|US Dollar Index (DXY)
|10 Year Govt Bond Yield
|Current Coupon Ginnie Mae TBA
|Current Coupon Fannie Mae TBA
|RPX Composite Real Estate Index
|BankRate 30 Year Fixed Rate Mortgage
Markets are up this morning after earnings reports and a good durable goods number. Bonds and MBS are down.
Durable goods came in at 2.6% in March, better than the 2% Street estimate. Initial Jobless Claims increased to 329k.
Pulte announced better than expected earnings, but orders are down 6% from a year ago. Net new orders are down 2%. Average selling prices increased 10% to 317,000 and gross margins increased to 23.8%. They reported that the spring selling season is off to a good start, and demand accelerated throughout the quarter. Michigan apparently did well, and demand is strong in Texas, Florida, and the Carolina. Demand is weak in Washington DC and New England. We saw confirmation of DC weakness from NVR. Perhaps prices simply rose too far too fast there. Pulte is more of an entry-level homebuilder, so that is encouraging. The first-time homebuyer has been the missing piece of the puzzle.
D.R. Horton announced even better numbers than Pulte, with new orders up 9% in units and 20% in dollar value. Gross Margins increased 210 basis points to 22.5%. Average selling prices increased 10% to 278,900. They reported that market conditions remain favorable, but the strength and improvement varies significantly over local markets. D.R. Horton in based in Texas, but operates over a big geographic area.
Finally, Ryland reported orders increased 6%, ASPs increased 18%, and gross margins increased to 21.1%. Ryland is based in Southern California and operates in 17 states.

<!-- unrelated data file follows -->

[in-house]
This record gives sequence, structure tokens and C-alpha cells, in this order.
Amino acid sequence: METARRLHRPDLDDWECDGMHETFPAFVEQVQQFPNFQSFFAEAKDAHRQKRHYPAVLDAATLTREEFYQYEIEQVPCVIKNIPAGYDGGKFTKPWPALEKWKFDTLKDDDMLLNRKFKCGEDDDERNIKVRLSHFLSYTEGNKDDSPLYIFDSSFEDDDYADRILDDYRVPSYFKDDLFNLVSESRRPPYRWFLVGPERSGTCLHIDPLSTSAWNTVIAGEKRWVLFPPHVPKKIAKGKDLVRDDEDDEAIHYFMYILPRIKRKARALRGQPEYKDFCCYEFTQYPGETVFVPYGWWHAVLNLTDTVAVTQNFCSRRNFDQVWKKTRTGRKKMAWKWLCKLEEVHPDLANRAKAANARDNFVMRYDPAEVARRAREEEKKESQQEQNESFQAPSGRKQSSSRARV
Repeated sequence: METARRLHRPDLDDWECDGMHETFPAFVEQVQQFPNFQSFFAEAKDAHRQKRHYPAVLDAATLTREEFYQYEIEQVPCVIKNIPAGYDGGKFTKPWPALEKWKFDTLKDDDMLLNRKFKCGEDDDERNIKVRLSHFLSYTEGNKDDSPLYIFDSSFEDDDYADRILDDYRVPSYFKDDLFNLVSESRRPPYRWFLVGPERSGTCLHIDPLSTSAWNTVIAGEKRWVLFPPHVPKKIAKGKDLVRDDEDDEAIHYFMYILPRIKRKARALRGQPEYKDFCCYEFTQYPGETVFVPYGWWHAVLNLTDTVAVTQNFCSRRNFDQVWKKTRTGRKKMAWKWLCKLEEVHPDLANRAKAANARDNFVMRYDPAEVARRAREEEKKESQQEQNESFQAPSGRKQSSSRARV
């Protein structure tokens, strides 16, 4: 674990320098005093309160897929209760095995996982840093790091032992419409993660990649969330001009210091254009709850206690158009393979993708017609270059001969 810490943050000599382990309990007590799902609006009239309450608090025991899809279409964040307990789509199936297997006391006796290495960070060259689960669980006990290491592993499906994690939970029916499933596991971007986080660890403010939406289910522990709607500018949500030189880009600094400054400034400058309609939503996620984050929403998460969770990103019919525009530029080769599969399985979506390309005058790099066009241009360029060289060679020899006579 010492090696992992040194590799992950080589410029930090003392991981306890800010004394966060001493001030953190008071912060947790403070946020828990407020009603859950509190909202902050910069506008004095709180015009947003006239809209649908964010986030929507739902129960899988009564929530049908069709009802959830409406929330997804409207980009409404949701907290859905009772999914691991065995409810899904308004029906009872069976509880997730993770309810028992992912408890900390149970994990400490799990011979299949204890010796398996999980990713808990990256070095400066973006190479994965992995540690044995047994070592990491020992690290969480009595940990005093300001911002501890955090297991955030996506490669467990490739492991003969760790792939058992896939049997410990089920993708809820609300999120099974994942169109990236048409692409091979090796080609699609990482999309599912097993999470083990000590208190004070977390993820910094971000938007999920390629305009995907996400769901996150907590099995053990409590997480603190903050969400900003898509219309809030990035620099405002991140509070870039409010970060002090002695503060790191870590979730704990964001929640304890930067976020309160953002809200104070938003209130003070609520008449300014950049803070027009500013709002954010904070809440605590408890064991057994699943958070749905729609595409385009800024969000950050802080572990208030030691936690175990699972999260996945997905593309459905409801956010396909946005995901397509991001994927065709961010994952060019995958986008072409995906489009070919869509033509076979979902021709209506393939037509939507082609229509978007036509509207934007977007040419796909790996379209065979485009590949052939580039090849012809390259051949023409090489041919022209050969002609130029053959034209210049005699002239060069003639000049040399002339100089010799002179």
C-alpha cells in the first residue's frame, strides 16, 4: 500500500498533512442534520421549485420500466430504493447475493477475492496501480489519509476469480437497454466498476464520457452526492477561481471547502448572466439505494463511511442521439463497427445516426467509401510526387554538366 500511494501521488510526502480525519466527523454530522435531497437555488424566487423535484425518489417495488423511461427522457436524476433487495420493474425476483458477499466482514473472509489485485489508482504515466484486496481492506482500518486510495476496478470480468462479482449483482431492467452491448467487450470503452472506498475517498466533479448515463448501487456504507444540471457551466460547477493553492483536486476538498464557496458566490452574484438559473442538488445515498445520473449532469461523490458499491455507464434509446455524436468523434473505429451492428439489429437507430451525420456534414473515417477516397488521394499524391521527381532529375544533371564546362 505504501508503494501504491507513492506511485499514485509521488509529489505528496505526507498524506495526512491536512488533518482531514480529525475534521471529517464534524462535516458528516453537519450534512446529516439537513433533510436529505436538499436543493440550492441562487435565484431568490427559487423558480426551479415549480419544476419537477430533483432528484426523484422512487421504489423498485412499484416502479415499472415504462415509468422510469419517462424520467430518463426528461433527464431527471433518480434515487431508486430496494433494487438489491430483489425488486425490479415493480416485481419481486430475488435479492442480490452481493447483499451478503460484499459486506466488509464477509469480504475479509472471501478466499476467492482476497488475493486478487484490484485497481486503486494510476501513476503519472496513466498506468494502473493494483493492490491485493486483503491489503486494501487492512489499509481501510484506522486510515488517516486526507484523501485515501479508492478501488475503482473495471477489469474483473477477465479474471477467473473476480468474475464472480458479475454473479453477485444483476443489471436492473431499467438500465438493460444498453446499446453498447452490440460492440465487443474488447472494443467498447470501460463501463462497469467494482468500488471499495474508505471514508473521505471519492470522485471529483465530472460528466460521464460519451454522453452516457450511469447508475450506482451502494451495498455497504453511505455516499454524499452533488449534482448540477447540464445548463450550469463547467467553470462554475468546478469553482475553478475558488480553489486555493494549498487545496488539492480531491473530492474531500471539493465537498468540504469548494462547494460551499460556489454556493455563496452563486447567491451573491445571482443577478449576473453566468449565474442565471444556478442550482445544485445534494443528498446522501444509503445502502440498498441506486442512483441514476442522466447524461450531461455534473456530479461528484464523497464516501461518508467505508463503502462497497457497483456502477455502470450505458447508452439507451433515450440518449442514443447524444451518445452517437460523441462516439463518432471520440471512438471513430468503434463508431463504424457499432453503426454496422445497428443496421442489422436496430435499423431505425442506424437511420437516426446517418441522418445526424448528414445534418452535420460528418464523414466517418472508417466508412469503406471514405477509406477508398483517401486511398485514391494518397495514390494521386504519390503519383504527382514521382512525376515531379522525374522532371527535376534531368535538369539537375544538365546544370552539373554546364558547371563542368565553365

So, for all the fears that homebuilder earnings would be terrible, so far, so good. We have heard from Lennar, KB, Pulte, DR Horton, NVR, and Ryland. Only NVR missed. That said, the weak order growth does seem to indicate that the big increases in ASPs and gross margins may be in the past. Very hard to reconcile these good earnings reports with that awful new home sales number yesterday.
Apple delighted the crowd with a better than expected earnings and a 7 for 1 stock split. I remember the ads for stock split beepers back in the late 90s in Barron’s. A company would announce a stock split, a page with the ticker is sent to your beeper, and you quickly go to your E*Trade account and buy the stock. No analysis required. Heck, you don’t even have to know what they do. Typical bubble thinking. Similarly, I remember the guy who sold me my Volvo station wagon in 2006 was speculating in condo rights. Hopefully he found a seat when the music stopped.
FWIW, it seems like the half a trillion market cap seems to be where companies stall out (both XOM and MSFT flirted with that level before petering out) and Apple is trading at $491B pre-open.
Filed under: Morning Report | 53 Comments »